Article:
“. . the process by which FAN identified and selected studies is not clear. FAN identified a number of studies published in Chinese language journals—some of which are not in PubMed or other commonly used databases—and translated them into English. That process might have led to a biased selection of studies and raises the question of whether it is possible that there are a number of other articles in the Chinese literature that FAN did not translate and about which NTP is unaware. NTP should evaluate the potential for any bias that it might have introduced into the literature search process. Possible ways of doing so could include conducting its own searches of the Chinese or other non–English-language literature and conducting subgroup analyses of study quality and results based on the resource used to identify the study (for example, PubMed vs non-PubMed articles). As an initial step in such evaluations, NTP should consider providing empirical information on the pathway by which each of the references was identified. That information would also improve understanding of the sources that NTP used for evidence integration and the conclusions drawn in the monograph.”

In a nutshell, FAN arranged and paid for translation of quite a large number of Chinese papers on this issue (fluoride intake and child IQ deficits). Naturally, they have selected papers supporting their political cause (the abolition of community water fluoridation) and ignored papers which they could not use to that end. It is therefore likely they have introduced into English-language scientific literature a biased selection of Chinese papers because FAN effectively “republished” the translated papers in the journal “Fluoride” – a well-known repository of anti-fluoride material.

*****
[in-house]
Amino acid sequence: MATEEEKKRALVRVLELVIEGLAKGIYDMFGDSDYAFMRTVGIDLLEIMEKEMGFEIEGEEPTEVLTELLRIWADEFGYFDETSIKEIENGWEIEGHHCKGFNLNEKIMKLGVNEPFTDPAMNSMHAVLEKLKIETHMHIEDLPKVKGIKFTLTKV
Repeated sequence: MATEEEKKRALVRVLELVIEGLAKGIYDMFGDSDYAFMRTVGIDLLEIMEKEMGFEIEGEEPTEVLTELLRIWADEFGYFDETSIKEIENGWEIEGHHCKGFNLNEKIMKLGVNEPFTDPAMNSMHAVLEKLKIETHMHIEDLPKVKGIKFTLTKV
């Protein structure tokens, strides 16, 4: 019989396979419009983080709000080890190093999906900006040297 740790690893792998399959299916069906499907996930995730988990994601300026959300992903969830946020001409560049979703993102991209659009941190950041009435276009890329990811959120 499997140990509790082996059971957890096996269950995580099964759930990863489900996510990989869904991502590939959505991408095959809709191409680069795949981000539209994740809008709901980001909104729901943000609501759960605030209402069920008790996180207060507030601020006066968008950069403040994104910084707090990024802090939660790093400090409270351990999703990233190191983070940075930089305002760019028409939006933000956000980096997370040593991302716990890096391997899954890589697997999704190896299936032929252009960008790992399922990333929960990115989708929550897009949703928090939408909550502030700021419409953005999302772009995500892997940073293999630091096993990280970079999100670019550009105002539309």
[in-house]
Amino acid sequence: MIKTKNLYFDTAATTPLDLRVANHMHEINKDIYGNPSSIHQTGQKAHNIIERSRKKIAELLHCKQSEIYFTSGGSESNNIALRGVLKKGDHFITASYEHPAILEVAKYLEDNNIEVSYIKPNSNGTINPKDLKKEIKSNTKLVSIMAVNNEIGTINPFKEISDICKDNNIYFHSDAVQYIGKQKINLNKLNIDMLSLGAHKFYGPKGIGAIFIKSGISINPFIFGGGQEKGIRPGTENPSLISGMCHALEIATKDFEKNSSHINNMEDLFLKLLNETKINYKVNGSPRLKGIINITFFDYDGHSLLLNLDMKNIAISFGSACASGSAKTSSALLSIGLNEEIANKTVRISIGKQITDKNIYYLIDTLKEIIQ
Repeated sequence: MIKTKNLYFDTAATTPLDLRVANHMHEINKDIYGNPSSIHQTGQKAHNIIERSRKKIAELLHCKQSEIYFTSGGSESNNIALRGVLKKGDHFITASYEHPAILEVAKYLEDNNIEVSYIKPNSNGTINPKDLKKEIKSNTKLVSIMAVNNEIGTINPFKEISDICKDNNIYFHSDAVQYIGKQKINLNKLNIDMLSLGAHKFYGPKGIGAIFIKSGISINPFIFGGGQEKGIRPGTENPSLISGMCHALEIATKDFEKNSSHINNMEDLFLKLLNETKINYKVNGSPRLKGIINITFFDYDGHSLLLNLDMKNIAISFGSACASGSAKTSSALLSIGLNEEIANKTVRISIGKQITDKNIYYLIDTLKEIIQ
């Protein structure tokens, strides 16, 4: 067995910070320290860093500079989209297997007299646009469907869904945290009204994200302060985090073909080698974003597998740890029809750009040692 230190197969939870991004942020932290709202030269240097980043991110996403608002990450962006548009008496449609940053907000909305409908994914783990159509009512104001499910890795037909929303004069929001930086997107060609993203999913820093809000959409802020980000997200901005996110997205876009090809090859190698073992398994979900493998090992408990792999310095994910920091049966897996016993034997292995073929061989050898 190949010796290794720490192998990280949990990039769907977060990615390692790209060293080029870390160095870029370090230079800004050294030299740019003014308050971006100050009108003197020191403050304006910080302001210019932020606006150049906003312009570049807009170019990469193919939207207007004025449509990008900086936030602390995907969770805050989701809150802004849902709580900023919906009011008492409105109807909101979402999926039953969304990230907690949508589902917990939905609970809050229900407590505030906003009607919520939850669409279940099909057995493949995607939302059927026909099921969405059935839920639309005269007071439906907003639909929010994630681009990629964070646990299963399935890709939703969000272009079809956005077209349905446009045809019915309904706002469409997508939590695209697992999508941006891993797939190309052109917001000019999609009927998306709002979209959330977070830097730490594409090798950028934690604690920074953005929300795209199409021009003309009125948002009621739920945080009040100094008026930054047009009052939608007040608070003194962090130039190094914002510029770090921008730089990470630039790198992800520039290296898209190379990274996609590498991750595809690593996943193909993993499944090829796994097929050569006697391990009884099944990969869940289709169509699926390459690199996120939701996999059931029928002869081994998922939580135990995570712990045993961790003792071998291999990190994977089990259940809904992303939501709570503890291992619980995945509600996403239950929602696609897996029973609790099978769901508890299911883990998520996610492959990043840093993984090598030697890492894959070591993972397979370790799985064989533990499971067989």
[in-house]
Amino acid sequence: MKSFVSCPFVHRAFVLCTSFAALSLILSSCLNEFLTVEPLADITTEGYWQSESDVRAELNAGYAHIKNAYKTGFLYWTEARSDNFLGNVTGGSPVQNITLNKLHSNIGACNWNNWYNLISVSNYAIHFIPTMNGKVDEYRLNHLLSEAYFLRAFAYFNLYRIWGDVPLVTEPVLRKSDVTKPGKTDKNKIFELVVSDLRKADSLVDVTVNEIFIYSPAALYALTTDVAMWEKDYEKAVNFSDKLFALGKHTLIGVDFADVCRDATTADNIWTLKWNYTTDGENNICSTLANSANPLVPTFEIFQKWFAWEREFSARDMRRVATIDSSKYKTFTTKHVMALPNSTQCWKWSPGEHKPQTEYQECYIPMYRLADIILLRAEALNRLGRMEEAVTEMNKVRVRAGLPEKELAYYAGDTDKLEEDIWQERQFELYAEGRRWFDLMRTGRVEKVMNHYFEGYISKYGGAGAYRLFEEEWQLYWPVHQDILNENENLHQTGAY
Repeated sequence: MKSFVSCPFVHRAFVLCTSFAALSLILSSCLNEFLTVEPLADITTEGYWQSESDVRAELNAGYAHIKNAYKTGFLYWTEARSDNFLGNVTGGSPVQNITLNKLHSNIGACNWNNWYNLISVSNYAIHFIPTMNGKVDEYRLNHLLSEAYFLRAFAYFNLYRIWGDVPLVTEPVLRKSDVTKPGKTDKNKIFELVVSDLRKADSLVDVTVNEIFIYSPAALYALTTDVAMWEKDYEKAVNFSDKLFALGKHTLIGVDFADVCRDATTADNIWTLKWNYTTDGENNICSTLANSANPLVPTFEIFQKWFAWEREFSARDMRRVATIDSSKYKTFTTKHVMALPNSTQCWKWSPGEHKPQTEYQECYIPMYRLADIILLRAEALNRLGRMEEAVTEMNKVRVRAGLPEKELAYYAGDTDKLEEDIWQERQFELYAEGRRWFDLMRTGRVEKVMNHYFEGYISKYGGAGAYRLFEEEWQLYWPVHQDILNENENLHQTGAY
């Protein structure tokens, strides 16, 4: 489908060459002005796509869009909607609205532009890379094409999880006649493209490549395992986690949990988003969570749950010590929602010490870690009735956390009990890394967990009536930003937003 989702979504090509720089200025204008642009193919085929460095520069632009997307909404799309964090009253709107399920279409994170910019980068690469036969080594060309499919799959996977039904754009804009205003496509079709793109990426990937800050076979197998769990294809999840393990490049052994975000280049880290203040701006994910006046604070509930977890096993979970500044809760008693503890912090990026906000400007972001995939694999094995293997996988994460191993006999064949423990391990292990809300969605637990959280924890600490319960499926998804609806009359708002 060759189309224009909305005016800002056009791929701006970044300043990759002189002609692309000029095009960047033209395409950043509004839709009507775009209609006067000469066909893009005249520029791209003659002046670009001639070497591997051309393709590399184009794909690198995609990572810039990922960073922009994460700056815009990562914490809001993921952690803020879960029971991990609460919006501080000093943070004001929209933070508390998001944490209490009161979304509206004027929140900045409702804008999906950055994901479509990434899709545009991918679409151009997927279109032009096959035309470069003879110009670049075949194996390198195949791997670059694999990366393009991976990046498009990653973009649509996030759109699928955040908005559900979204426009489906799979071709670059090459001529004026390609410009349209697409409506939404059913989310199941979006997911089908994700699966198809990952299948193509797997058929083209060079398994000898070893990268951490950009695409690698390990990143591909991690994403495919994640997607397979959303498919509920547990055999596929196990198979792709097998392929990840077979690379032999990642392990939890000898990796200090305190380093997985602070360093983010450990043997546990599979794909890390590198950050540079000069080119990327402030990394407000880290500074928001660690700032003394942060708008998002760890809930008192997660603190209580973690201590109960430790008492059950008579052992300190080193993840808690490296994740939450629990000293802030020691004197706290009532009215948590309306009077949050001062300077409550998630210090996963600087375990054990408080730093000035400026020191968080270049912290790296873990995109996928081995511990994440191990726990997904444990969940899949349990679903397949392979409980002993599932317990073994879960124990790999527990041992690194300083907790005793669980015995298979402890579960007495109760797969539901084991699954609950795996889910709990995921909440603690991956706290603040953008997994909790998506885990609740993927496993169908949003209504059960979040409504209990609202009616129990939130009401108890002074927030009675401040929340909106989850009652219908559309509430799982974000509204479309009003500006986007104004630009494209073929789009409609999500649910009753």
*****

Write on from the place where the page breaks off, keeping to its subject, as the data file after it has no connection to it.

Maybe I was wrong to assume anything from FAN would simply be a subset of what is available through more respectable searching sources. But, according to the peer reviewers, some of the translated papers may be picked up when FAN is used as a source of studies but not when PubMed or similar respected sources are used. A warning, though – many of the FAN-promoted translated studies have only been partly translated, maybe only the abstract is available. This is not sufficient for a proper scientific review (see Beware of scientific paper abstracts – read the full text to avoid being fooled).

I am not saying this bias introduction into the English-language scientific literature was intentional, but it is a likely end-result of their actions. Importantly, it is also a likely end-result of funding from big money sources (the “natural”/alternative health industry which funds FAN and similar anti-fluoride and anti-vaccination groups – see Big business funding of anti-science propaganda on health).